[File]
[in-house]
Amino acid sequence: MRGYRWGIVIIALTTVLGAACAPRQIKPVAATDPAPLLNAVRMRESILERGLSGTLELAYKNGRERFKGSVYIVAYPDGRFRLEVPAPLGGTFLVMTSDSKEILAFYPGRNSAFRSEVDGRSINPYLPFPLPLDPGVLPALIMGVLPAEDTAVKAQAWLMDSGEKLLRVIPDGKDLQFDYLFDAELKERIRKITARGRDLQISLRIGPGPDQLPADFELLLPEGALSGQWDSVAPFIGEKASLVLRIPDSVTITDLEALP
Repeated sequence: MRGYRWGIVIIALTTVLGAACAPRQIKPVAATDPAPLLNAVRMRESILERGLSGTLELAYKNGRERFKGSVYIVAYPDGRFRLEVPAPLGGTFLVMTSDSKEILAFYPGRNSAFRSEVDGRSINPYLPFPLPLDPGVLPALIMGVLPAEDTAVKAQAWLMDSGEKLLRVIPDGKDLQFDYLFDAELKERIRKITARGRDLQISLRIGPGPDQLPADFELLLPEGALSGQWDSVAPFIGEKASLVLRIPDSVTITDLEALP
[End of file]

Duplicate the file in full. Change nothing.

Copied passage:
[in-house]
Amino acid sequence: MRGYRWGIVIIALTTVLGAACAPRQIKPVAATDPAPLLNAVRMRESILERGLSGTLELAYKNGRERFKGSVYIVAYPDGRFRLEVPAPLGGTFLVMTSDSKEILAFYPGRNSAFRSEVDGRSINPYLPFPLPLDPGVLPALIMGVLPAEDTAVKAQAWLMDSGEKLLRVIPDGKDLQFDYLFDAELKERIRKITARGRDLQISLRIGPGPDQLPADFELLLPEGALSGQWDSVAPFIGEKASLVLRIPDSVTITDLEALP
Repeated sequence: MRGYRWGIVIIALTTVLGAACAPRQIKPVAATDPAPLLNAVRMRESILERGLSGTLELAYKNGRERFKGSVYIVAYPDGRFRLEVPAPLGGTFLVMTSDSKEILAFYPGRNSAFRSEVDGRSINPYLPFPLPLDPGVLPALIMGVLPAEDTAVKAQAWLMDSGEKLLRVIPDGKDLQFDYLFDAELKERIRKITARGRDLQISLRIGPGPDQLPADFELLLPEGALSGQWDSVAPFIGEKASLVLRIPDSVTITDLEALP